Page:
Authors: Michele Mignogna and Miguel Jiménez.
The current global energy crisis has proven how energy is the lifeblood of today's economies and highlighted the need for and advantages of an expedited scale-up of less expensive and cleaner sources of energy. To protect the planet, it is essential to make a global effort to transition to cleaner energy. As such, the most affected players by climate and history, African economies, are gaining momentum to address this issue and any comprehensive energy transition can only be achieved bearing in mind their situation.
Africa’s energy outlook
In sub-Saharan Africa, less than half of the population has access to electricity and this number has dropped by 4% since 2019 due to many brownouts, blackouts, and load-shedding. Even in the industrial powerhouses of South Africa and Nigeria in sub-Saharan Africa, electrical networks regularly fail to sustain the region's current generation capacity, making it impossible to fulfill demand. The situation is similar in the north of the continent, where Egypt, one of the largest economies of the continent, suffers the same destiny. A study conducted under the Bank’s New Deal on Energy for Africa, shows a financial deficit of between $17 billion and $25 billion, with the abovementioned economies counting for around 33% of this gap.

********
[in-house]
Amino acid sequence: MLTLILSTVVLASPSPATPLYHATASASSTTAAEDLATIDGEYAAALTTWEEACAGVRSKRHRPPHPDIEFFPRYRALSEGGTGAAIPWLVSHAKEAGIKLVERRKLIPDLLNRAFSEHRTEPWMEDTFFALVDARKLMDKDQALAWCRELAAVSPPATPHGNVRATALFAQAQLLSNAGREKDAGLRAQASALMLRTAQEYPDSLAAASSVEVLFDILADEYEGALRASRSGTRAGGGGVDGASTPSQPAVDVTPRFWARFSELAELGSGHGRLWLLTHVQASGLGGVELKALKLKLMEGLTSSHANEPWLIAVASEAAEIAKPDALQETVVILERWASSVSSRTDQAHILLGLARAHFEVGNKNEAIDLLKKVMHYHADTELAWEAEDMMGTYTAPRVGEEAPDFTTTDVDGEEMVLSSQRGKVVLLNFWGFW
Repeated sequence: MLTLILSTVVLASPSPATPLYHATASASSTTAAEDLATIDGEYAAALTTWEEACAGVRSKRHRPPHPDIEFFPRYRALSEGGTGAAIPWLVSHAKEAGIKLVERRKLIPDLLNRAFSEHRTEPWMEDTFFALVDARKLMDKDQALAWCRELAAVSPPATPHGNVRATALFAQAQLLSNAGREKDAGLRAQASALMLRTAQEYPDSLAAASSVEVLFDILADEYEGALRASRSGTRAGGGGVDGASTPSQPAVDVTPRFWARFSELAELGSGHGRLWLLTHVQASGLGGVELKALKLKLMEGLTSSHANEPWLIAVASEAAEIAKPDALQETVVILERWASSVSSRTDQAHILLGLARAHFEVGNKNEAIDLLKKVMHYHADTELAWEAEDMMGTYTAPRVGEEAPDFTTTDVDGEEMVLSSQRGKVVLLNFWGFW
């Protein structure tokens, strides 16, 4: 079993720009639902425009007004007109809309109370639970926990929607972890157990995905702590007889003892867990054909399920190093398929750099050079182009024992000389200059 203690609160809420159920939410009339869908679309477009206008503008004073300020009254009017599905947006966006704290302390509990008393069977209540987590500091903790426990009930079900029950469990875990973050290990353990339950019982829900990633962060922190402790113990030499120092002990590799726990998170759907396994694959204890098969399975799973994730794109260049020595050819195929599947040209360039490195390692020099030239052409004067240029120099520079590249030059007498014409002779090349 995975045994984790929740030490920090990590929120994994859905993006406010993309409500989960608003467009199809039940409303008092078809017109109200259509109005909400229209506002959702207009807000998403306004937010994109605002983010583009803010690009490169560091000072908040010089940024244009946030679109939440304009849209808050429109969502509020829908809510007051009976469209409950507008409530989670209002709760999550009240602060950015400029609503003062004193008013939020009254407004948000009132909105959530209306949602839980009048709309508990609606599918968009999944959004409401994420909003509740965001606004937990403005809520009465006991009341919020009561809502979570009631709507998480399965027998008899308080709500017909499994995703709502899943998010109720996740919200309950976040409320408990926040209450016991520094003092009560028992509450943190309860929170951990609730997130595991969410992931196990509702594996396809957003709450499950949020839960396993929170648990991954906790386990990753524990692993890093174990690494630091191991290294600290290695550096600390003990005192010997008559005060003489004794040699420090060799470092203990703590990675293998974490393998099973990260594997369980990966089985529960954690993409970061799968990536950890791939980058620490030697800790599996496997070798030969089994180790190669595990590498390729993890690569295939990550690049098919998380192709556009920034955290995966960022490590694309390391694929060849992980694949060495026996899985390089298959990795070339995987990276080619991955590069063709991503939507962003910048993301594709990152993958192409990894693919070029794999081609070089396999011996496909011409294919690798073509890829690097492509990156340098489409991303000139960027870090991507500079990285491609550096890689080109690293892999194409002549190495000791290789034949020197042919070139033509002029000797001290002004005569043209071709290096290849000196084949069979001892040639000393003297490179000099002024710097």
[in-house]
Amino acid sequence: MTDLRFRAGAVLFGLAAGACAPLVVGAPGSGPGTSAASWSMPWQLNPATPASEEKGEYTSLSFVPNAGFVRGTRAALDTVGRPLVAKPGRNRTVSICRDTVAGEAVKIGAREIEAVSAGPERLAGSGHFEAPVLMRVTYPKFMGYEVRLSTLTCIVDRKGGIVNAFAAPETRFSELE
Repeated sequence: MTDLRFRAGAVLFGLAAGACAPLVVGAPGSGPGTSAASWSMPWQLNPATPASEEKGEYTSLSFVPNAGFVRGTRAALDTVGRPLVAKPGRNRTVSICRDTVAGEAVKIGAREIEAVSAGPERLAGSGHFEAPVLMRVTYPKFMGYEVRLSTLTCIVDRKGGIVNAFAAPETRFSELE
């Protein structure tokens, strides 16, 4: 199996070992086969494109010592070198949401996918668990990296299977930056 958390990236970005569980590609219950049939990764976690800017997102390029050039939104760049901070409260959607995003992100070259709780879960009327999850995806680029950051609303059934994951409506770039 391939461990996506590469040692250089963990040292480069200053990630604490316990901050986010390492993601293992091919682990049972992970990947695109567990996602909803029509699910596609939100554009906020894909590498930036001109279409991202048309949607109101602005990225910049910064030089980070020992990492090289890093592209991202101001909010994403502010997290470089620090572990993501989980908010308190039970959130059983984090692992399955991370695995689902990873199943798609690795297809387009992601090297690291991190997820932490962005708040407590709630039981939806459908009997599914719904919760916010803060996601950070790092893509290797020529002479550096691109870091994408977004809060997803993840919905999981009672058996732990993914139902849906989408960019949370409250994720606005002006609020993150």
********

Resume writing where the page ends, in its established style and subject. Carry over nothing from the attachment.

Moreover, despite having the least culpability for the issue, Africa is already more severely affected by climate change than most other regions of the globe. Africa has the lowest carbon dioxide (CO2) emissions per capita of any continent, contributing less than 4% of global energy-related CO2 emissions, while having about one-fifth of the world's population. The adverse consequences of climate change, such as water stress, decreased food production and an increase in the frequency of extreme weather events, are already being felt disproportionately by African populations.